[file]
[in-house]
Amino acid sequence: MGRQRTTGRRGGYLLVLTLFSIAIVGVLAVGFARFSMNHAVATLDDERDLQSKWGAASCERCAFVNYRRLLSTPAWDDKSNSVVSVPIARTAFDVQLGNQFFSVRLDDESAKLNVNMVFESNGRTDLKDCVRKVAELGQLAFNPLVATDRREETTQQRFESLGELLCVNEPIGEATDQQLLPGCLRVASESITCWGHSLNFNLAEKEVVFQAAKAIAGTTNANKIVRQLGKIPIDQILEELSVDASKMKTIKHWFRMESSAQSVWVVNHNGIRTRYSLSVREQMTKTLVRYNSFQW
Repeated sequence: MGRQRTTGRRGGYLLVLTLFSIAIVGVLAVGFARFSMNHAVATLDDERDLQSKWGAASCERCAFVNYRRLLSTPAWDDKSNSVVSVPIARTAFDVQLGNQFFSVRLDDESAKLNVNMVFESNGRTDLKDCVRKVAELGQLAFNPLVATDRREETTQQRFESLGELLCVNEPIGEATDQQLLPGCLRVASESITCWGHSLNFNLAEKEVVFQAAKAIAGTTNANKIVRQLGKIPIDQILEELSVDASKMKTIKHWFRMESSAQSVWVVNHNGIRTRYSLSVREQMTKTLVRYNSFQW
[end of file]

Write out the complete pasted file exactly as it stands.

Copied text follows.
[in-house]
Amino acid sequence: MGRQRTTGRRGGYLLVLTLFSIAIVGVLAVGFARFSMNHAVATLDDERDLQSKWGAASCERCAFVNYRRLLSTPAWDDKSNSVVSVPIARTAFDVQLGNQFFSVRLDDESAKLNVNMVFESNGRTDLKDCVRKVAELGQLAFNPLVATDRREETTQQRFESLGELLCVNEPIGEATDQQLLPGCLRVASESITCWGHSLNFNLAEKEVVFQAAKAIAGTTNANKIVRQLGKIPIDQILEELSVDASKMKTIKHWFRMESSAQSVWVVNHNGIRTRYSLSVREQMTKTLVRYNSFQW
Repeated sequence: MGRQRTTGRRGGYLLVLTLFSIAIVGVLAVGFARFSMNHAVATLDDERDLQSKWGAASCERCAFVNYRRLLSTPAWDDKSNSVVSVPIARTAFDVQLGNQFFSVRLDDESAKLNVNMVFESNGRTDLKDCVRKVAELGQLAFNPLVATDRREETTQQRFESLGELLCVNEPIGEATDQQLLPGCLRVASESITCWGHSLNFNLAEKEVVFQAAKAIAGTTNANKIVRQLGKIPIDQILEELSVDASKMKTIKHWFRMESSAQSVWVVNHNGIRTRYSLSVREQMTKTLVRYNSFQW